Ricke was dropped off at a veterinary facility in River Falls, Wisconsin on November 1, 1998. Realizing his injuries needed specialized care, the staff transferred him to The Raptor Center. Upon admission it was apparent that Ricke’s behavior was unusual. He did not hiss and clack at humans as most wild owls do.


Nero, The Raptor Center’s resident education turkey vulture, has played an important role in scientific study and research. Hatched in 1974, he was taken as a nestling by the University of Wisconsin for scientific study. Nero acted as a model for developing wing tags, color markers, and radio-transmitter mounts. This work helped pave the way for the use of similar equipment in the California condor, an endangered species. This type of scientific research can only be completed for very special purposes and requires specific federal and state permits.


This Eastern screech-owl is a permanent resident at The Raptor Center. She was hatched in spring 2008 and was found as a nestling. Unfortunately she was not brought to The Raptor Center quickly enough and became a human-imprinted bird. Due to this, she lost some of her human fear and does not display all the normal screech-owl behaviors that she needs to in order to survive. Therefore she will have to spend the rest of her life in captivity.

Mêstaáe is a Cheyenne word for “spirit of the night/owl” and was chosen from over 800 entry suggestions.



Meadow was found in a large field next to a residence in Ellsworth, Wisconsin, unable to fly. She was given a complete physical exam at The Raptor Center’s clinic, revealing that she suffered from lesions on both her retinas consistent with West Nile virus. In hawk species, this virus often “attacks” the retinas, leaving the birds with compromised vision or complete blindness. In Meadow’s case, she retained vision in her left eye, but is blind in her right eye.


Pi was originally found as a recently fledged youngster on an overpass on the Wisconsin side of the bridge near Wabasha. There was a dead fish near him, but he was thin, dehydrated, and easy to approach. In The Raptor Center’s clinic, it was discovered that he had no physical injuries, but suffered a significant weight loss after no doubt being separated from his parents.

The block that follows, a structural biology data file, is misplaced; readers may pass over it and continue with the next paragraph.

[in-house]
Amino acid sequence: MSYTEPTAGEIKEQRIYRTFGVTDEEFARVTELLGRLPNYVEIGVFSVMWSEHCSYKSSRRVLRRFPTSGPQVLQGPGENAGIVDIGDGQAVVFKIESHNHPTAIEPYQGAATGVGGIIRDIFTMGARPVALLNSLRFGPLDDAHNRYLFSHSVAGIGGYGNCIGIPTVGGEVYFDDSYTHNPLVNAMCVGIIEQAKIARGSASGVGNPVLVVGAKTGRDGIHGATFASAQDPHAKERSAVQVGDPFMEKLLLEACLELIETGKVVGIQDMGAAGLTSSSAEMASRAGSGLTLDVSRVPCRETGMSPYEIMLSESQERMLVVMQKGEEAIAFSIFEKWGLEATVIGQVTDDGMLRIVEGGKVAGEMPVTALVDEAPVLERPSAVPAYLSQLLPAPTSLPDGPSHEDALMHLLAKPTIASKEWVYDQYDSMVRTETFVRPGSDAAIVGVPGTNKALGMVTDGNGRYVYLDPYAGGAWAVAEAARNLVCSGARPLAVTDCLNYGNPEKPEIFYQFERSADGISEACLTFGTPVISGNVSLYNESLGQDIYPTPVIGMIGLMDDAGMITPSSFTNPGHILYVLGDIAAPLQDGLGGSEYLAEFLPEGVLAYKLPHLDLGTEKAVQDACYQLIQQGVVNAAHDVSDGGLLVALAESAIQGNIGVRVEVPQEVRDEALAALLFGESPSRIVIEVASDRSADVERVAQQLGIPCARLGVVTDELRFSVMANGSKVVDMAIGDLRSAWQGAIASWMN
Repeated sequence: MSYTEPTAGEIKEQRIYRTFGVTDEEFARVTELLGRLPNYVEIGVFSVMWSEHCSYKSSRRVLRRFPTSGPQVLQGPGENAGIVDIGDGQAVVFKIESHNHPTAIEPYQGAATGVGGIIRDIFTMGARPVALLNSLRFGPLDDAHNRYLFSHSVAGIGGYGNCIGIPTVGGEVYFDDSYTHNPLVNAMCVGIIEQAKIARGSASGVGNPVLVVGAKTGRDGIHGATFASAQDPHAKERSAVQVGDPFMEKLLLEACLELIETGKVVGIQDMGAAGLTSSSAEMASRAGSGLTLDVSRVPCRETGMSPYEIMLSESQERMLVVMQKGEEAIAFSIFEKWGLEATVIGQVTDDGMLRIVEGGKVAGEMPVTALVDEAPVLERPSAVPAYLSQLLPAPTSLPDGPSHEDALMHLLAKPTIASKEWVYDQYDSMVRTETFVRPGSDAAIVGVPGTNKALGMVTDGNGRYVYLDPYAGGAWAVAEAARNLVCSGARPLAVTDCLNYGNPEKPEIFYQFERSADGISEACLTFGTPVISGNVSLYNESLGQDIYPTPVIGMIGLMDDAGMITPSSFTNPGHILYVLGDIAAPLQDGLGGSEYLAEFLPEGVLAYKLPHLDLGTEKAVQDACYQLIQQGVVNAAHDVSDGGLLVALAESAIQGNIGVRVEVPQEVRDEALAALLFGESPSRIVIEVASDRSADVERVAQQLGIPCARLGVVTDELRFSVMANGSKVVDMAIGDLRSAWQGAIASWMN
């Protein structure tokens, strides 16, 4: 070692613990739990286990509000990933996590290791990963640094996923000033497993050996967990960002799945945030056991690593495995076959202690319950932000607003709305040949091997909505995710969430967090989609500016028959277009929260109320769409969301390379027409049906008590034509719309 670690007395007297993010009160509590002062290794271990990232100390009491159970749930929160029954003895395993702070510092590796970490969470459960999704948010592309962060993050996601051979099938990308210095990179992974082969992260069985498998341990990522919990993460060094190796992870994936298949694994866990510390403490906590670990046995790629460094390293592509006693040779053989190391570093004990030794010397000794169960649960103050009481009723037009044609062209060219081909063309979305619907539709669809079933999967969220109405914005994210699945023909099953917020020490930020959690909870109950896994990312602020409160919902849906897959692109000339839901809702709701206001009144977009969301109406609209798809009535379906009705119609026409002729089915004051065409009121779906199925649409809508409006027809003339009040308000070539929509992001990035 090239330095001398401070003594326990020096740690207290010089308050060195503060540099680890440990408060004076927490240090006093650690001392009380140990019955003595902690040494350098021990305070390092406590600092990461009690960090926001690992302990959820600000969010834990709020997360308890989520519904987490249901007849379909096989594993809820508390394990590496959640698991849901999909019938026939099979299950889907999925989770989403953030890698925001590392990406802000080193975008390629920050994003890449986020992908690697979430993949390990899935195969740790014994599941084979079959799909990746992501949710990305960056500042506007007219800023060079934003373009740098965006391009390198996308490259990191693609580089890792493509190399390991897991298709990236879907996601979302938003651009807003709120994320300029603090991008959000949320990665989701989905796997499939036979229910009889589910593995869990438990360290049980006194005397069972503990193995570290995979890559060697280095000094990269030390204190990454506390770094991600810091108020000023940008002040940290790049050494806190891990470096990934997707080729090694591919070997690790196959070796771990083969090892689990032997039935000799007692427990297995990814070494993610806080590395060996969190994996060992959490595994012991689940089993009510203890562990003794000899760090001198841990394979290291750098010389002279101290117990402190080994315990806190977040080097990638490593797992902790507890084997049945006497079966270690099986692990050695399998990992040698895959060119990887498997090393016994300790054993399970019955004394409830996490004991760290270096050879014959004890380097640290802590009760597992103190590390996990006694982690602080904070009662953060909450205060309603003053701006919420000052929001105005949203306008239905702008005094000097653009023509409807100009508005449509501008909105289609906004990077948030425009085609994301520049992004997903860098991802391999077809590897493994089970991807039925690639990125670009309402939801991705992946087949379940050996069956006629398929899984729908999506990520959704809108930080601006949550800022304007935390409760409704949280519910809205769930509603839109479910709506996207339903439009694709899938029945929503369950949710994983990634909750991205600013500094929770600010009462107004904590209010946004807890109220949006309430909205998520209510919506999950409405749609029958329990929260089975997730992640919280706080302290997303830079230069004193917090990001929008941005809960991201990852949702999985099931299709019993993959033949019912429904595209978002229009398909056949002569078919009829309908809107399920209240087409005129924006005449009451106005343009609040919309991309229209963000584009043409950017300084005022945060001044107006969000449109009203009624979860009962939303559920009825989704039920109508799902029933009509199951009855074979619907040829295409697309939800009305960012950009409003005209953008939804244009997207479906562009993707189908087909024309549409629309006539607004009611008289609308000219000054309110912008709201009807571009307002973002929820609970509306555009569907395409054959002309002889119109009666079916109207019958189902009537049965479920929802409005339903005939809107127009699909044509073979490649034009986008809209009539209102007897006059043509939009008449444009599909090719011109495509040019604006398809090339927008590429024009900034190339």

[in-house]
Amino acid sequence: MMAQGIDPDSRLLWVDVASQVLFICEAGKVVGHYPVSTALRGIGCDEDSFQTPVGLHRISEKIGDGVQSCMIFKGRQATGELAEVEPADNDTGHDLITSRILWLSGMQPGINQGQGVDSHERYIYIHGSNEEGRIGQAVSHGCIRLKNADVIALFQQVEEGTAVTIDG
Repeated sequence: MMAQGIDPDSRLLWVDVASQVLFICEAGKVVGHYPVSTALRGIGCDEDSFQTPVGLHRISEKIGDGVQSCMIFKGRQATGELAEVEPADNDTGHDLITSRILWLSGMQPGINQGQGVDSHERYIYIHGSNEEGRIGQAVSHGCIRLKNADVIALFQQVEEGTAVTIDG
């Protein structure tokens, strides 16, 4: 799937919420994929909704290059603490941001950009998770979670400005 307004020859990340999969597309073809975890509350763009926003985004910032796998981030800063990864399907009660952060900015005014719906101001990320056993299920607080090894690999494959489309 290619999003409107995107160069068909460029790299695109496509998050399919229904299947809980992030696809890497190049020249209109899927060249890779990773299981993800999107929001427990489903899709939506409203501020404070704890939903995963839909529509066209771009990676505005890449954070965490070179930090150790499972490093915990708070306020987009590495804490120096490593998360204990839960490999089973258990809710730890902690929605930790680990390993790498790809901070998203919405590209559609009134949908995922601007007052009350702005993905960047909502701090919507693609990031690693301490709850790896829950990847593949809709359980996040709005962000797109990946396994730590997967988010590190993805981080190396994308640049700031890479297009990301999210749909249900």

On November 28, 1999, Maxime was transported to The Raptor Center from Moorhead, Minnesota, where she had been discovered alongside a highway. The Moorhead Police Department had received a call from a concerned citizen who had observed the eagle on the ground. As the Moorhead Police Department had suspected, this was a juvenile bald eagle that had yet to develop the white head and tail that adult eagles achieve between their fourth and seventh years. Radiographs showed that the left humeral-ulna joint was dislocated and there were bony changes on the surface of the ulna.


On October 12, 1996, an adult male bald eagle arrived at The Raptor Center from Muskegen Township, Michigan, via Northwest Airlines. The bird had been brought in by the Michigan Department of Natural Resources after he had been grounded due to unknown trauma. Examination by clinic staff combined with descriptions from the bird’s transporter revealed that the eagle had experienced moderate weight loss, could not fly, and was flapping his wings asymmetrically.


Bubo’s disability is due to imprinting by humans. In April 2000, a couple in Edgerton, Minnesota discovered a young owlet in a great horned owl’s nest that had blown down during a recent windstorm. The couple took the bird home and fed him for two weeks.


On February 10, 2005, Boreas was admitted to The Raptor Center’s clinic after being found in a parking ramp in downtown Duluth, Minnesota. The cause of his injury was unknown, but during his physical exam he was found to have substantial ocular damage (eye injuries). After two months of observation and visits with the ophthalmologist, it was determined that Boreas was un-releasable due to his sight deficiency. He was transferred to the education department as a tentative education bird in August 2005.


Artemis’s story is unique to The Raptor Center’s education department. Hatched in 2001, this peregrine falcon was captive bred for falconry, but was not imprinted by humans. She was trained for falconry for three years, but her falconer noticed that she seemed to have an aversion to flying upward and was not proficient at falconry past 200 to 300 feet. Notes suggest a congenital heart problem may have been the cause. In summer 2004, Artemis arrived at The Raptor Center’s education department.